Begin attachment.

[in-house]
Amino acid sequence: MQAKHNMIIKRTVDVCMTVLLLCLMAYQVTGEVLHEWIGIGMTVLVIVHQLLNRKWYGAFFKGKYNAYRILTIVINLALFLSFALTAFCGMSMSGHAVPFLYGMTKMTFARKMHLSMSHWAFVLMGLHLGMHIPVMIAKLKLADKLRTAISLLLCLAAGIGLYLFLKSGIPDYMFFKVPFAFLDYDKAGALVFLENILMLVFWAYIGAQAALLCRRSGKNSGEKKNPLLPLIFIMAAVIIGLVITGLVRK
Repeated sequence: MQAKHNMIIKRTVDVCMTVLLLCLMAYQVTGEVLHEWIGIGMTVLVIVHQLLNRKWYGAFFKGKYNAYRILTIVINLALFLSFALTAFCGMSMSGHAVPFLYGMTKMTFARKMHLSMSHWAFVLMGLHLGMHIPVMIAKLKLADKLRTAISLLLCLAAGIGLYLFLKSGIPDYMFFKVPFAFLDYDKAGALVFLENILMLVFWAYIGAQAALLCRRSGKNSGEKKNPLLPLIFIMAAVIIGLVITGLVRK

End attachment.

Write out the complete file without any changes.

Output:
[in-house]
Amino acid sequence: MQAKHNMIIKRTVDVCMTVLLLCLMAYQVTGEVLHEWIGIGMTVLVIVHQLLNRKWYGAFFKGKYNAYRILTIVINLALFLSFALTAFCGMSMSGHAVPFLYGMTKMTFARKMHLSMSHWAFVLMGLHLGMHIPVMIAKLKLADKLRTAISLLLCLAAGIGLYLFLKSGIPDYMFFKVPFAFLDYDKAGALVFLENILMLVFWAYIGAQAALLCRRSGKNSGEKKNPLLPLIFIMAAVIIGLVITGLVRK
Repeated sequence: MQAKHNMIIKRTVDVCMTVLLLCLMAYQVTGEVLHEWIGIGMTVLVIVHQLLNRKWYGAFFKGKYNAYRILTIVINLALFLSFALTAFCGMSMSGHAVPFLYGMTKMTFARKMHLSMSHWAFVLMGLHLGMHIPVMIAKLKLADKLRTAISLLLCLAAGIGLYLFLKSGIPDYMFFKVPFAFLDYDKAGALVFLENILMLVFWAYIGAQAALLCRRSGKNSGEKKNPLLPLIFIMAAVIIGLVITGLVRK